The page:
What Is the K-index?
Per Wikipedia, the K-index quantifies disturbances in the horizontal component of earth’s magnetic field with an integer in the range 0–9 with 1 being calm and 5 or more indicating a geomagnetic storm. It is derived from the maximum fluctuations of horizontal components observed on a magnetometer during a three-hour interval.
Do Geomagnetic Storms Negatively Affect DJI Drones?
The short answer is rarely (if ever). NM_Quad (a member of Phantom Pilots) offered the following more in depth answer in an epic post from March 2015:
A geomagnetic storm is when a shock wave from a solar flare smacks into the earth’s magnetic field, which triggers a lot of disturbances in our ionosphere due to a wiggling magnetic field and increasing the electron density. Huge geomagnetic storms (K index 8-9) are rare. The triggering flare has to be huge (an M or X class flare), located near the center of the sun to directly strike the earth, and one that produces a strong coronal mass ejection (CME) - or the shock wave. The CME usually takes about 3 days to strike the earth following the flare. If conditions are right, it can trigger a major geomagnetic storm which usually has a duration of several hours.
During a major geomagnetic storm, GPS signals from the satellite to our Phantom GPS receivers gets bent by the increased electron density, which increases the path length and introduces position errors. The disturbed ionosphere can also cause degraded signal-to-noise problems, meaning your receiver may loose lock on one or more birds. Also, the bending of signals can also cause “phase slips,” which can also cause the receiver to temporarily loose lock on the GPS, taking a few seconds to tens of seconds to relock on the dropped satellite.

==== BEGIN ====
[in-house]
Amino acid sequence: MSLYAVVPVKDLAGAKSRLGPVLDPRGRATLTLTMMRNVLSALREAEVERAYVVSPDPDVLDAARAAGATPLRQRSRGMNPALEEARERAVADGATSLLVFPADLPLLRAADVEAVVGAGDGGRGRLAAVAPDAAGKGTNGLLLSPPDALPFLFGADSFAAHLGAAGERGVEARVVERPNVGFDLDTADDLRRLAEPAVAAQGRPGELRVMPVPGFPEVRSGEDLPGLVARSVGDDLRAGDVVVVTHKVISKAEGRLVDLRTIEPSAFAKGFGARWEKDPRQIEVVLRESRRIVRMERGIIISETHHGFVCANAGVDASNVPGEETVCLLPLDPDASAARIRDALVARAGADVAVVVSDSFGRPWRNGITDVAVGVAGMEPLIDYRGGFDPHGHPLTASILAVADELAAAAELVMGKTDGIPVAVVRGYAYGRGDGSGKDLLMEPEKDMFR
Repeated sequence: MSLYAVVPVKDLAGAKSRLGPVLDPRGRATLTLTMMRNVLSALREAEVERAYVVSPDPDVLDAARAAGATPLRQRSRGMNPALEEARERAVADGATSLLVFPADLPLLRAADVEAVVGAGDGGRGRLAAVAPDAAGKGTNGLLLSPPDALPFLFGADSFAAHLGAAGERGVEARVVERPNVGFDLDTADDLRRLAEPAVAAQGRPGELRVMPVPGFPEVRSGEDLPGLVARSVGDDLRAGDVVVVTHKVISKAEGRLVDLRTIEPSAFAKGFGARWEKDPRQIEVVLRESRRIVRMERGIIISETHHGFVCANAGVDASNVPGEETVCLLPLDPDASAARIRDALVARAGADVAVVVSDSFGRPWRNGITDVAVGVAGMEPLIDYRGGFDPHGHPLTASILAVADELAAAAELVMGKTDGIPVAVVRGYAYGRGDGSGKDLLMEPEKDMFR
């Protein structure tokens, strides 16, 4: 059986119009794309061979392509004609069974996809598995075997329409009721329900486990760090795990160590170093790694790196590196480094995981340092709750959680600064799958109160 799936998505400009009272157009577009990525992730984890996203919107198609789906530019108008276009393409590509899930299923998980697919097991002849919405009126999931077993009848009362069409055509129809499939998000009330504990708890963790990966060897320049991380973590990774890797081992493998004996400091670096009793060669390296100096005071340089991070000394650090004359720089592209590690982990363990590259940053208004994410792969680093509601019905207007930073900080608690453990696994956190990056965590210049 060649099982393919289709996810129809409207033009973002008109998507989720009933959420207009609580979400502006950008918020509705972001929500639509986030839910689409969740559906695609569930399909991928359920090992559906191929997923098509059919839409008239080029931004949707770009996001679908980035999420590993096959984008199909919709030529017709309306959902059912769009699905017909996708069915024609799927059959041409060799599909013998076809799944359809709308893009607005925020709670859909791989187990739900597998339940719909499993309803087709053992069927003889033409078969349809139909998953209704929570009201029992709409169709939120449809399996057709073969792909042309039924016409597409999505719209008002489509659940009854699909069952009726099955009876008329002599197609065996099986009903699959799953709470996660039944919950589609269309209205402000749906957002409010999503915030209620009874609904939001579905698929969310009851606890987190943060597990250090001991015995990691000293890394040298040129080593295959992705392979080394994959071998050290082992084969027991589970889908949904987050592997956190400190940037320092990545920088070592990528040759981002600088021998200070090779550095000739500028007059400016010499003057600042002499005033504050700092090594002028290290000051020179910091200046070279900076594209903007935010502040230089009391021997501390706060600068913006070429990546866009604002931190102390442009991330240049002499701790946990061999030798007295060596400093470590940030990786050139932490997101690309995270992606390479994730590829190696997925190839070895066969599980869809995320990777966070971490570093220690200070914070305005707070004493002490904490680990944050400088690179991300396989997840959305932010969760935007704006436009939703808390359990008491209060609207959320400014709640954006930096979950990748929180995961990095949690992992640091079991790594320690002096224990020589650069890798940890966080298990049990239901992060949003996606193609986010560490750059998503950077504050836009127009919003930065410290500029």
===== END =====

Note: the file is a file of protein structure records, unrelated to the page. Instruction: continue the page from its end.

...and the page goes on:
Scientific experiments done during strong geomagnetic storms shows the bending of the path length can cause up to about 30M (100 foot) errors in position at mid-latitudes (like the US/Europe and Australia), and slightly worse near the equator. Again, this is during a MAJOR geomagnetic storm of K=8 or 9. Thus, I would expect no effects to a Phantom below K=7.
With K=8 or 9, I would expect the following effects to a Phantom:
A position error of around 100 feet would not normally be catastrophic. The position error is not going to make your Phantom fly a mile away; just 100 feet or so. This would only affect your RTH position and landing point. It might skew the onboard compass off a few degrees, but probably not noticeable. If you’re still tracking 6+ satellites, just bring it home (assuming you even notice anything).
With poor signal-to-noise or phase slips, the Phantom GPS receiver will loose lock and drop into the ATTI mode, just like it does when you drop below 6 satellites. Bring it home in ATTI mode.
We constantly track GPS where I work for precision timing to check the stability of a hydrogen maser. I have only seen a few times where a geomagnetic storm caused a slight shift in timing errors in the past 15 years.
Again, I wouldn’t expect any effects until a MAJOR K=8 or 9 geomagnetic storm, and nothing that is going to cause the Phantom to not know where it is more than a 100 feet in error (not a fly away). Go here to see what the K index and general space weather is http://www.swpc.noaa.gov. These are the guys that measure things every hour.
Do not listen to warnings issued by the major news media. Every flare lately seems to be an end-of-the-world news story, and furthermore, a solar flare means a POSSIBLE geomagnetic storm 3 days later, not right after the flare.
We have enough to worry about to keep our Phantoms flying safe from proper calibration, good batteries, pre-flight check-out, and the various things that can go wrong (a weak ESC, smacking into a tree, loosing LOS, etc.). The geomagnetic storm concern doesn’t even make the top 10, in my opinion. Let’s focus our worries and concern elsewhere.